Physics 3820: Mathematical Physics I
3820 Mathematical Physics I focuses on applications of mathematical techniques to solve problems in physics. Vectors, vector calculus, matrices and tensors, coordinate systems and transformations, and summation notation are reviewed. Topics in complex numbers, functions and calculus are introduced, including branch cuts, differentiation, integration, Cauchy formula, series, residue theorem, and the gamma function. Other topics include differential equations using series solutions and separation of variables, and Fourier series of real and complex functions
PR: Mathematics 2260 (or 3260) and Mathematics 3202.
Philosophy is written in this grand book— I mean the universe— which stands continually open to our gaze, but it cannot be understood unless one first learns to comprehend the language in which it is written. It is written in the language of mathematics, and its characters are triangles, circles, and other geometric figures, without which it is humanly impossible to understand a single word of it; without these, one is wandering about in a dark labyrinth (Galileo Galilei 1623).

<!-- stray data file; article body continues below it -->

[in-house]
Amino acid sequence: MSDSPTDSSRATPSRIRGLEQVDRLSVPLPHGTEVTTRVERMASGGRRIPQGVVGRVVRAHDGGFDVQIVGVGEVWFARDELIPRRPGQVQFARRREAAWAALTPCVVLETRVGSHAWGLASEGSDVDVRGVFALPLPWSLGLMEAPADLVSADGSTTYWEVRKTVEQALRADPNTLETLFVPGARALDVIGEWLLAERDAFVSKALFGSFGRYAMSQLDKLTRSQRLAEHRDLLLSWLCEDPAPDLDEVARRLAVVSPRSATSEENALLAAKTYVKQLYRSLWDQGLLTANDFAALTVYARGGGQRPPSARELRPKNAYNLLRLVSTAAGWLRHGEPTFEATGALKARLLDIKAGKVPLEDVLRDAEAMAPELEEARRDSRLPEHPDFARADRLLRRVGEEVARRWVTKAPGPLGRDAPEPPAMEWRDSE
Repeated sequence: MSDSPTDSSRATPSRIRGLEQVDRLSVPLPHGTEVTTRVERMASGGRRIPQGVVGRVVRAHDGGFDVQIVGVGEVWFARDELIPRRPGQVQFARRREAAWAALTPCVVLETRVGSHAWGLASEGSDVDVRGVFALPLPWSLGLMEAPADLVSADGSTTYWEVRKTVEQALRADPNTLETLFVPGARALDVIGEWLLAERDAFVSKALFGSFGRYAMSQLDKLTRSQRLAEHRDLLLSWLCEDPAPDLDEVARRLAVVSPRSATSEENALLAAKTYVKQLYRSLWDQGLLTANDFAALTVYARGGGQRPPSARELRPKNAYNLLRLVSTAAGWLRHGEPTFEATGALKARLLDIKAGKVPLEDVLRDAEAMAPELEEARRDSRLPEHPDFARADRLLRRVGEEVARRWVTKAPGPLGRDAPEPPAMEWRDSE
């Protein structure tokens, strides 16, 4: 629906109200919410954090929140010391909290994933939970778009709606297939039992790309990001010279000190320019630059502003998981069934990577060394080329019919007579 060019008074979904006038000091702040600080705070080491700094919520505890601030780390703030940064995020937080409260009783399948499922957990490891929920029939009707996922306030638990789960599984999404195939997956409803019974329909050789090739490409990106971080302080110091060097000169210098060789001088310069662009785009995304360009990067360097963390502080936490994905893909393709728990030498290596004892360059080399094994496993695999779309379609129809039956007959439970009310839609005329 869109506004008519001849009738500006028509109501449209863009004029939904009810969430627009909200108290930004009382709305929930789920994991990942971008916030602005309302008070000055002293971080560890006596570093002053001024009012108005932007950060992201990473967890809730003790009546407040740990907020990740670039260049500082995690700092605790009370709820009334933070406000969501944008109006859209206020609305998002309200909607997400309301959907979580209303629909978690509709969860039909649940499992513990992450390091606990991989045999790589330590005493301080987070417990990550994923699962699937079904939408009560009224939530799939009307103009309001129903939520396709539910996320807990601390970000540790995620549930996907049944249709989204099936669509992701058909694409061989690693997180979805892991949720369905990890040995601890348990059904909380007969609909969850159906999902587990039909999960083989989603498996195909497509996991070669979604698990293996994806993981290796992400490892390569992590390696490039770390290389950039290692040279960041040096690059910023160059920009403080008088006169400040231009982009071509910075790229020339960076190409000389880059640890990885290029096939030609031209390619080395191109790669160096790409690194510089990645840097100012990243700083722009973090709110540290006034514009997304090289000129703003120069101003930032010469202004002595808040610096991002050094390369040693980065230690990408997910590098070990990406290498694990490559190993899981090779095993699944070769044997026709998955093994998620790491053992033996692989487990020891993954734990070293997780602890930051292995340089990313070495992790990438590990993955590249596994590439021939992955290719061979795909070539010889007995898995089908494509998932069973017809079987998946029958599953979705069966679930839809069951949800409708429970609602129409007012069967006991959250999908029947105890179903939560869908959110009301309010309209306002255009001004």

Learning physics involves understanding basic concepts, such as those in first and second-year courses – classical mechanics and energy, electricity and magnetism, waves and optics, fluids and thermodynamics. Simple equations were introduced, like F=ma and KE=½mv2 that help us understand the concepts, and are used to solve problems that predict physical phenomenon. Knowledge of basic differentiation and integration techniques, linear algebra, vectors and differential equations are essential for solving many of the more interesting problems tackled in these courses. Third and fourth-year physics courses explore in more depth the concepts learned in elementary courses, and go beyond to introduce electromagnetic theory, quantum and statistical mechanics and more. Qualitative understanding is essential, but as Galileo advised us four hundred years ago, complete understanding requires the language of mathematics. PHYS 3820 provides a comprehensive foundation of the mathematics needed to understand and quantify the basic concepts in physics. Through extensive use of applications to physics problems, four of the major mathematical tools of the physicist are reviewed or introduced: Vector Calculus and Matrices, Complex Variables and Functions, Differential Equations, and Fourier Series and Transforms. The preferred textbook has recently been Mathematics for Physicists, S. M. Lea. (Thomson, 2004) where chapters 1-4 and 7 are mostly covered.